(*Many strange buildings in poorer sections of the city sprang into being by squating, and erecting a shack. No City Hall - no title records... Several years ago I worked on one that was part of a box car and pieces of boat.)
_________________________
Mark Heller
"Well - I oughta....." -Jackie Gleason
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#162380 - 04/18/07 11:11 AM Re: 1939 Hack Job [Re: e57]
cschow Offline
Member
Registered: 09/08/06
Posts: 41
Loc: Boise, ID, USA
I worked in a 30's house in San Jose years ago. There was a mystery switch on the wall of the living room that we had no idea where it went. During the rewire, the owner wanted some sconce lights on each side of the fireplace at a 6' height and about a foot or so away from the chimney chase............

..............You guessed it, 2 round K&T pancake boxes plastered over in those exact locations from old sconce lights. It was actual plaster that filled these boxes. The wires were capped with porcelain wire nuts, so maybe they were live the whole time if the switch was flipped on.

Same house was also insulated in the 50's with that blow-in paper stuff and old newspapers were used to line the plaster lathe between the ceiling joists. All the papers dated from 1952. Very interesting reading.
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#162404 - 04/18/07 05:56 PM Re: 1939 Hack Job [Re: cschow]
steve ancient apprentice Offline
Member
Registered: 03/04/05
Posts: 169
Loc: west springfield,mass
same thing here. Did a remodel about a year ago. Homeowner said the switch never did anything for over 50 years. During the remodel i got nosey and crawled into the attic. There is the old style AC cable going to two wall sconces right on each side of the fireplace. They thought it was neat and afterwards they found the old blueprints to the house and right there on the print was the sconces. He remembered then. They were happy and so was I
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#162421 - 04/19/07 01:02 AM Re: 1939 Hack Job [Re: steve ancient apprentice]
Texas_Ranger Offline
Member
Registered: 12/17/01
Posts: 2391
Loc: Vienna, Austria
Surprising they didn't plaster over the switch box I guess!

Hacks are around since the days of Edison I guess... the house where I live was wired when it was built in 1914 and it seems already the original wiring was a wild mix of conduit and cloth conduit wire direct buried in plaster, some very creative wiring runs,... sconce wiring plastered over is fairly common too. Usually they only taped the live wires and stuffed them into the wall. No big surprise then when the wall is hot...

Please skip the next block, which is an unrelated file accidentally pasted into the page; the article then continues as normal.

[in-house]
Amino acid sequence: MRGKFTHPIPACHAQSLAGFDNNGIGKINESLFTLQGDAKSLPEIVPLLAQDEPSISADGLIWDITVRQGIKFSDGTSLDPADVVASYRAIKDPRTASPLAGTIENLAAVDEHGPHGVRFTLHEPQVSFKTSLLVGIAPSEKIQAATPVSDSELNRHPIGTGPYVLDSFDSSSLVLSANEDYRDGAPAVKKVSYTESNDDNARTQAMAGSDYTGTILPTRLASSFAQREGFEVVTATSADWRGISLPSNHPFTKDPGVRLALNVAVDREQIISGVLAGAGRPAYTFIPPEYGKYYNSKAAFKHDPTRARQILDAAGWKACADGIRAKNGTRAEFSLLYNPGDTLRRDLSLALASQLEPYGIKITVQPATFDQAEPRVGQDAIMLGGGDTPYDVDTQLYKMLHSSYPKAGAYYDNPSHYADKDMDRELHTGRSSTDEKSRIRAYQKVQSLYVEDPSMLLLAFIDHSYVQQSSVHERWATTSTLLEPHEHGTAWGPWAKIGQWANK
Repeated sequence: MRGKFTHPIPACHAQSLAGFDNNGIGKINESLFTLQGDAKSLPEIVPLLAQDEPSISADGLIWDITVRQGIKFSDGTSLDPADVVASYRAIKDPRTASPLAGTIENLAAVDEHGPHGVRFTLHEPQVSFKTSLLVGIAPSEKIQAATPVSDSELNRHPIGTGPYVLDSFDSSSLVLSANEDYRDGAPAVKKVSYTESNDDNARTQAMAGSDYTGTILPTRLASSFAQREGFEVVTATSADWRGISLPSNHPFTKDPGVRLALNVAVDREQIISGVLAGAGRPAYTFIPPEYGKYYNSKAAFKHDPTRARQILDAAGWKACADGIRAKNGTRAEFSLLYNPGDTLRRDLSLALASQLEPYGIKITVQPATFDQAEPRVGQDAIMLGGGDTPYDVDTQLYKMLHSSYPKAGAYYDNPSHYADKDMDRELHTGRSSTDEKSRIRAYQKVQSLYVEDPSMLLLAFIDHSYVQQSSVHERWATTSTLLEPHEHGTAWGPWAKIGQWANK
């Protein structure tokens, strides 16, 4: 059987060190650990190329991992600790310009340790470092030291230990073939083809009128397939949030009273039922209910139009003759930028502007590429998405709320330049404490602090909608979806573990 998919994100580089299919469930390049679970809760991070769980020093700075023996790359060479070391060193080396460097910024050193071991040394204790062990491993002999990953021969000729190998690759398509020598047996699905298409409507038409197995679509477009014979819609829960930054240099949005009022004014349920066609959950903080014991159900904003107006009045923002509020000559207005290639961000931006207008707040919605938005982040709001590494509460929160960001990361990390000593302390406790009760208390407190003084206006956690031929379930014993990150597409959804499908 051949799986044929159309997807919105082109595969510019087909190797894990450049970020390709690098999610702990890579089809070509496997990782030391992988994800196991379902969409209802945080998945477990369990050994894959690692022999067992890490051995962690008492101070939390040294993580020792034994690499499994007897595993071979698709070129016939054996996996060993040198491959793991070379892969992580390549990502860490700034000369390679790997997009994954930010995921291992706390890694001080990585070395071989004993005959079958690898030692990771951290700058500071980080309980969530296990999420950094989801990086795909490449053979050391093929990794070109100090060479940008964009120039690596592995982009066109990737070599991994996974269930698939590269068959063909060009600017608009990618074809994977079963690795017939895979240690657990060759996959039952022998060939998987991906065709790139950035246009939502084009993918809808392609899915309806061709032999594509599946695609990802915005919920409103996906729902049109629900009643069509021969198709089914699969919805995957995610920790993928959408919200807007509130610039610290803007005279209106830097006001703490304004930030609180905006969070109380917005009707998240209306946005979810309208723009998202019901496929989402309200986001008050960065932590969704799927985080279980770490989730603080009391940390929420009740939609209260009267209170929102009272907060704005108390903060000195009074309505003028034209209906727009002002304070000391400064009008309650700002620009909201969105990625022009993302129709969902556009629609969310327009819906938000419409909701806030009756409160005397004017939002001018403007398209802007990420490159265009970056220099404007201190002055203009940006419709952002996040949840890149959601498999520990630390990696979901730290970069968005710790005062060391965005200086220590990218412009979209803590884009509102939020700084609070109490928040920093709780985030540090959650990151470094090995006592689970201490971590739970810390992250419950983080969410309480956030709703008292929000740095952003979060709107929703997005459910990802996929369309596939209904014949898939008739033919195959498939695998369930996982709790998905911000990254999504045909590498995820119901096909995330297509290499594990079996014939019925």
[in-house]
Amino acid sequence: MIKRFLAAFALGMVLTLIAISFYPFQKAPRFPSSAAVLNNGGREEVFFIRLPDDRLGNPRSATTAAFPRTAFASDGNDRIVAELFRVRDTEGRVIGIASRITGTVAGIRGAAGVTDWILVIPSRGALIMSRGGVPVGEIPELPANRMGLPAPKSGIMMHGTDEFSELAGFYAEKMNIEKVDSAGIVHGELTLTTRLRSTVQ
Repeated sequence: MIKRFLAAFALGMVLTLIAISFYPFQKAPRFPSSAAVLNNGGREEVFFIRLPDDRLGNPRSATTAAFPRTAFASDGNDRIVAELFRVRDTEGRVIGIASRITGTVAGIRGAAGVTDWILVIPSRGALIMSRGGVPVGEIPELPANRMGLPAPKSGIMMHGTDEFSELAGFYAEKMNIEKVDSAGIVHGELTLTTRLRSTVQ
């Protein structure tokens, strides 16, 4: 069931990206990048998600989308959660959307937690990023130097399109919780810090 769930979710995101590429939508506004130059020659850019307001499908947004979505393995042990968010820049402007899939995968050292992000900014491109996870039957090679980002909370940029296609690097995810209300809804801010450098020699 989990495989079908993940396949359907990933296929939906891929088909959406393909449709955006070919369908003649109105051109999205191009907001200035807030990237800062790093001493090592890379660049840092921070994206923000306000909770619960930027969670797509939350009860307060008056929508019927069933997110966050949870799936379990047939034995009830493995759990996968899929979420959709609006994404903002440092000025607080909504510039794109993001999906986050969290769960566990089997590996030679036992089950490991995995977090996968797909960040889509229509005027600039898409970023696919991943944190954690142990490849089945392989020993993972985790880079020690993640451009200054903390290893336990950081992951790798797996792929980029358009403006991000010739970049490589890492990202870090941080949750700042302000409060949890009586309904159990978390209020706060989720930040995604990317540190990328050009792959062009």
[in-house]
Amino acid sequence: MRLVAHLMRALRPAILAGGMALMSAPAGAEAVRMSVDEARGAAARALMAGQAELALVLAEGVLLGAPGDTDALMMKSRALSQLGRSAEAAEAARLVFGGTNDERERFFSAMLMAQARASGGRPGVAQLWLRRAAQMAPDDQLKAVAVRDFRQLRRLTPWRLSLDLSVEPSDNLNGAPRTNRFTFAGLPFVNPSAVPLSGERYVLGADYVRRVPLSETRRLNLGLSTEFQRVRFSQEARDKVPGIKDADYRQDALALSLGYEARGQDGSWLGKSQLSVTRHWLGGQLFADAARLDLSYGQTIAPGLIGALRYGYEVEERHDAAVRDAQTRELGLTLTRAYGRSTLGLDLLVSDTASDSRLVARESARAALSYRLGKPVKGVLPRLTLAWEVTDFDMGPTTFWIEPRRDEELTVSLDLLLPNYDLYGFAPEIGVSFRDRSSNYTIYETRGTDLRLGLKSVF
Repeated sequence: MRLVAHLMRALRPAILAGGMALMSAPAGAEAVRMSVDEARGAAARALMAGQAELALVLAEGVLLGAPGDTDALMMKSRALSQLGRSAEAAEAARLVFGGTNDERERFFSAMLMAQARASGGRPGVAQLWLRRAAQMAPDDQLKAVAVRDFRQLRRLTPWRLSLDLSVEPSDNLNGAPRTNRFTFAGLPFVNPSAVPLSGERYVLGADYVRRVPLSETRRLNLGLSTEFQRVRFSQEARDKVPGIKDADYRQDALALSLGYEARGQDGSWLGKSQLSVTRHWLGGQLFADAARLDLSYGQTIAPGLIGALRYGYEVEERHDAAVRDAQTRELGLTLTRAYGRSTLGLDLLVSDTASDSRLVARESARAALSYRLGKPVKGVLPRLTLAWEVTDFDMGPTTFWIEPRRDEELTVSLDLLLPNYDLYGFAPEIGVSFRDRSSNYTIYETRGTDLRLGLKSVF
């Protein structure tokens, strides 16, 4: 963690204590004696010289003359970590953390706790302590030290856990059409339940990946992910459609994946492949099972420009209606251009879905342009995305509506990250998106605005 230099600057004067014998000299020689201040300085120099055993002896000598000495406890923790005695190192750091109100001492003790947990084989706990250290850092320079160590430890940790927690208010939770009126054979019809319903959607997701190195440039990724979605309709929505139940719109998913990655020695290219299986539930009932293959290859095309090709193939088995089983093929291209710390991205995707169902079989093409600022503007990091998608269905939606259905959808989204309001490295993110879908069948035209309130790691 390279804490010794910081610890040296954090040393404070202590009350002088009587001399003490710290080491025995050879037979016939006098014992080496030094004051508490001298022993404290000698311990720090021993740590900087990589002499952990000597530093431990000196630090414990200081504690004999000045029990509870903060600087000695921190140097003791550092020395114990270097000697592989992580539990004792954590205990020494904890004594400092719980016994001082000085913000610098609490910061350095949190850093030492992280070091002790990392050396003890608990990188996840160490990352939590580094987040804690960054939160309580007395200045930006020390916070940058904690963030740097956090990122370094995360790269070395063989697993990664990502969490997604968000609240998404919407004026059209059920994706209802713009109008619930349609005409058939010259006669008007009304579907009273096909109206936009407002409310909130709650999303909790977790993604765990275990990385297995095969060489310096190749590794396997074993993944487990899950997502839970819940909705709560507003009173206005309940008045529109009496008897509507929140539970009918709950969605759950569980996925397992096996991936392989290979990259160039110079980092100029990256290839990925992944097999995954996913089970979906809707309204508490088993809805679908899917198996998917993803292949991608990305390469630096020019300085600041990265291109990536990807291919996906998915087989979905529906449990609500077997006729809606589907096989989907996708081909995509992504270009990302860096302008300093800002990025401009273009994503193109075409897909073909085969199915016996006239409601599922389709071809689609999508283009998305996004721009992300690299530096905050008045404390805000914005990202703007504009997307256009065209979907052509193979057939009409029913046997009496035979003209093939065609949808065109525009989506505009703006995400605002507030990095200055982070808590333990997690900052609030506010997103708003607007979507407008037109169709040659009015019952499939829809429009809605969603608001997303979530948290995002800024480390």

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#162428 - 04/19/07 02:28 AM Re: 1939 Hack Job [Re: Texas_Ranger]
pauluk Offline
Member
Registered: 08/11/01
Posts: 7520
Loc: Norfolk, England
Quote:
Usually they only taped the live wires and stuffed them into the wall.


Same here unfortunately. Just tape the ends, push the cable back into the groove, then plaster over.
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#162481 - 04/19/07 08:02 PM Re: 1939 Hack Job [Re: pauluk]
yaktx Offline
Member
Registered: 02/19/03
Posts: 288
Loc: Austin, Texas, USA
Quote:
Hacks are around since the days of Edison I guess... the house where I live was wired when it was built in 1914 and it seems already the original wiring was a wild mix of conduit and cloth conduit wire direct buried in plaster, some very creative wiring runs,... sconce wiring plastered over is fairly common too. Usually they only taped the live wires and stuffed them into the wall. No big surprise then when the wall is hot...


According to Terrell Croft, in Wiring of Finished Buildings (McGraw-Hill, 1915), the "plaster hose" system was commonly used in Austria at that time:

Quote:
A groove 1 1/2 in. deep is chiseled into the plaster and brick, and a piece of very thick walled rubber hose, greased with soft soap on the outside, is laid in the groove. Th whole is then plastered up and surfaced off smooth. Both ends of the rubber hose, however, extend from the plaster. After the plaster has hardened the rubber hose is pulled out, the soap preventing the plaster from sticking to it. The result is a hole extending under the surface of the wall through which the rubber-covered wires are fished.

This system, however, is now being superseded by the Peschel system, since the latter is only slightly more expensive and much more substantial.


This is from the subchapter of the book that deals with European wiring methods. The remainder of the book is based on US practices of the time.

Incidentally, this wiring method is alive and well in Mexico.